I really like that shoulder expression on mine, although I think it’s borderline whether it and the cut mean the jacket can work with jeans and casual chinos. 

The spalla camicia expression might help there, but I also think it’s telling that Ethan and Kenji use the style more for suits than casual jackets, for example. Tailored trousers will be safer, and that’s what I’ll wear it with.

The jacket has a relatively low buttoning point: 18¾ inches from the neck point, which Arnold says is ⅜ of an inch lower than their standard. The pockets have been rounded more, to fit with the natural style overall. The Milanese buttonhole in the lapel is now a standard feature. 

If I was going to see Patrick and the team soon, I might look at whether the sleeve could be wider. I wouldn’t say it was slim, but I do prefer a more generous sleeve these days, and that’s the only tweak I can think of. 

The quality of the finishing is very good - as good as any normal English tailor (the likes of Chittleborough or Michael Browne counting as abnormal).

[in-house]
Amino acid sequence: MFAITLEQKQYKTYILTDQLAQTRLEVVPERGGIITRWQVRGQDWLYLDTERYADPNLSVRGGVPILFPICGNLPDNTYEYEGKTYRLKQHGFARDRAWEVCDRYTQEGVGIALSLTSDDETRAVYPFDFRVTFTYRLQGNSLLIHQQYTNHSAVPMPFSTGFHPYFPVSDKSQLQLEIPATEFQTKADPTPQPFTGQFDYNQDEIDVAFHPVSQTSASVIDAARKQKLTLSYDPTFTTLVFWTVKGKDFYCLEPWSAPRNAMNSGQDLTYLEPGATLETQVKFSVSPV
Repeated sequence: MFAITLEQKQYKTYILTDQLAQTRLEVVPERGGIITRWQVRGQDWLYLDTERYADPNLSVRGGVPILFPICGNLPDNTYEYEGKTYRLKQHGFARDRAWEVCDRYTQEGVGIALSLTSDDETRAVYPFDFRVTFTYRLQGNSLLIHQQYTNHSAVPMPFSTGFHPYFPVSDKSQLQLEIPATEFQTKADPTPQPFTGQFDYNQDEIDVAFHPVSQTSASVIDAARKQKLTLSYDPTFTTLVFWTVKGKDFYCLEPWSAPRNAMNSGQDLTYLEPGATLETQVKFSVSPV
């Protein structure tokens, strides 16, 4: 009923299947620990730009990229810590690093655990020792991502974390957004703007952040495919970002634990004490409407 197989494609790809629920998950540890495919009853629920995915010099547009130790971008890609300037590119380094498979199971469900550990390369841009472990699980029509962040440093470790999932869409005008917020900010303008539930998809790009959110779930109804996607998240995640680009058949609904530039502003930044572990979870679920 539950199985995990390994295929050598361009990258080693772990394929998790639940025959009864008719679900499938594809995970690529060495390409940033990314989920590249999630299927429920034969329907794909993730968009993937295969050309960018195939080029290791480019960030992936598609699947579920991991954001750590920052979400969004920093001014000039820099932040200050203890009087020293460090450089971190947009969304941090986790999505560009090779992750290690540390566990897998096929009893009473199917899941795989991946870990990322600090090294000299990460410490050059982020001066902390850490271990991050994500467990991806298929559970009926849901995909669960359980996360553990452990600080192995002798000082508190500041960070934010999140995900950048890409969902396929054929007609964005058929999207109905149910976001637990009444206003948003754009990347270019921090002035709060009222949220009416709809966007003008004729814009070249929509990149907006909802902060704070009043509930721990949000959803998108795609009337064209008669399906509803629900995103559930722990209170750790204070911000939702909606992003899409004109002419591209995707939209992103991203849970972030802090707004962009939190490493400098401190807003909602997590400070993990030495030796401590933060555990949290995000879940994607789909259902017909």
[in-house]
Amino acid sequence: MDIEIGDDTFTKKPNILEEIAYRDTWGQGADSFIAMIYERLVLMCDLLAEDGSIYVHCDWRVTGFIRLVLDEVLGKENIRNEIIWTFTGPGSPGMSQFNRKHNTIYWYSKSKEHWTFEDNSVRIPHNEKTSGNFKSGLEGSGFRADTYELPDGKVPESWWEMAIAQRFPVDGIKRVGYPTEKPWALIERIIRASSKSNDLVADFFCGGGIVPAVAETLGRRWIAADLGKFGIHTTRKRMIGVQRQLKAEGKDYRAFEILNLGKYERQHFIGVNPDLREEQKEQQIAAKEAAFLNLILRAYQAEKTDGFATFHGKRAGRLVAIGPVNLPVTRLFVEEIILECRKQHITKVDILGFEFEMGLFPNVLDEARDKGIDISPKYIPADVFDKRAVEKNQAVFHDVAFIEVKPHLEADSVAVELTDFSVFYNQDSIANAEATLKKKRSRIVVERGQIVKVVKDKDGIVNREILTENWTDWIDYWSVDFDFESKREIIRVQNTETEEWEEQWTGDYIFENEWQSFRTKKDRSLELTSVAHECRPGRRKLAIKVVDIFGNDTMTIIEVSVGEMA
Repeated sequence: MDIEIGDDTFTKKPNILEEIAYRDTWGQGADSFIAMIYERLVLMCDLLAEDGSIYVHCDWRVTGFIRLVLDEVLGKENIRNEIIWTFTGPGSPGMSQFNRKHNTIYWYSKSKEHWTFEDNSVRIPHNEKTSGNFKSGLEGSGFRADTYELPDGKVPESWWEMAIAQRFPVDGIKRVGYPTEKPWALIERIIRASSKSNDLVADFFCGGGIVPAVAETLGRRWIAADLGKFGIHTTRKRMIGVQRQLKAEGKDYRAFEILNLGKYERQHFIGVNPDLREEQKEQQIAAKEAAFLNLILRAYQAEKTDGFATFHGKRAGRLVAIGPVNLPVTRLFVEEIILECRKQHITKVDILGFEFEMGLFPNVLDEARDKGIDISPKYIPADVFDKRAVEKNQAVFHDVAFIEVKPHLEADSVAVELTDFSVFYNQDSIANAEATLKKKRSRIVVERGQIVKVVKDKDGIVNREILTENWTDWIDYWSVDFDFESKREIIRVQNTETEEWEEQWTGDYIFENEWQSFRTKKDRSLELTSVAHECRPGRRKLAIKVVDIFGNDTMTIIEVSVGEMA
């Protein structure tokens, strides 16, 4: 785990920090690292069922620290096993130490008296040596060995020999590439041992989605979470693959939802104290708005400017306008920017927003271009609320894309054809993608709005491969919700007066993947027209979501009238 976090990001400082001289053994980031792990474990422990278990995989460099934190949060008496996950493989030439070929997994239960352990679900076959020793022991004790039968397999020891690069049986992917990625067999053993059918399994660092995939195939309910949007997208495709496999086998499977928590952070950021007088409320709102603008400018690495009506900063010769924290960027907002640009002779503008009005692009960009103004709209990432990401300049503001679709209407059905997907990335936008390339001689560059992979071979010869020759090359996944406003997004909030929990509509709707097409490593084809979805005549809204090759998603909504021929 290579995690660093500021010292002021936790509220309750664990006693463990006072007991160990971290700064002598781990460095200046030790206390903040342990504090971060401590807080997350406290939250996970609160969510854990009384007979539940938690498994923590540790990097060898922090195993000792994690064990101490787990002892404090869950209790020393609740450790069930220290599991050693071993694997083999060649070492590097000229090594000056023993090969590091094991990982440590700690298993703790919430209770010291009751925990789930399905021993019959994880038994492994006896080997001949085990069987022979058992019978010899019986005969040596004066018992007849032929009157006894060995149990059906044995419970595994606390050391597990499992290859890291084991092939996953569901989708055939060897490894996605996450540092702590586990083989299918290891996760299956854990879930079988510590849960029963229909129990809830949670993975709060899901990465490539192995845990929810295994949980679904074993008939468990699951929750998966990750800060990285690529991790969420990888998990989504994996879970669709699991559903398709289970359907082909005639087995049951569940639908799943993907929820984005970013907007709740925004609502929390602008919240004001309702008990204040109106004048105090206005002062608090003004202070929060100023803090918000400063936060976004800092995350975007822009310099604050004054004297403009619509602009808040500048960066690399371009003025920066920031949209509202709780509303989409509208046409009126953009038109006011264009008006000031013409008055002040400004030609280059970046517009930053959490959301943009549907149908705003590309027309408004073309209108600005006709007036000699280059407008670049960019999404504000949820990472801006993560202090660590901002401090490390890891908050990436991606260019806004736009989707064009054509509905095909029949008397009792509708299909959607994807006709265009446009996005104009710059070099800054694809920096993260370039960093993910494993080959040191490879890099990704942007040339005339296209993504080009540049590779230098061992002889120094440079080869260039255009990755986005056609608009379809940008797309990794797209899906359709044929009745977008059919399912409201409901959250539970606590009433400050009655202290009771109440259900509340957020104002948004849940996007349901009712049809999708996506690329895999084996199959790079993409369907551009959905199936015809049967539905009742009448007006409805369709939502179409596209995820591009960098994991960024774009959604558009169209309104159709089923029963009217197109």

And I adore the cloth. It’s a W Bill shetland, 12-13oz; robust but not too hairy, with body but certainly not too heavy. 

It’s the colour that’s the killer though: a mix of black and russety browns, which at scale gives the impression of a dark, rather urban brown tweed. 

The code is 12110 and it is available still, in the Classic Shetland bunch. 

There is one other advantage of WW Chan, and one disadvantage. 

The advantage is that they’re good value, being based in Hong Kong: suits start at HK$18,230 (about £1,800) and jackets at HK$13,000 (£1,300). My jacket was HK$14,830 (£1,480). 

The minus is that even outside of a pandemic, they don’t travel most places frequently. They do visit the US East and West coasts three times a year, but only come to Europe twice a year. So if you’re in London, as a first customer, it’s going to take over a year. Less than that in the States.

Other destinations are Zurich, Stockholm and Paris in Europe, and Sydney, Melbourne and Singapore in Asia. All twice a year. 

In the shots here, I’m wearing a relatively unusual combination, with a slubby striped shirt and scrap-of-indigo handkerchief. But the jacket is versatile enough to go with a range of things, including simple blue oxfords and grey flannels. 

The clothes are:

  • Cotton/linen striped shirt, bespoke from D’Avino
  • Stone-coloured wool trousers, bespoke from Pommella
  • Brown-suede Belgravia loafers, from Edward Green
  • Torn indigo cloth, used as handkerchief

Photography by Alex Natt (@adnatt)

wwchan.com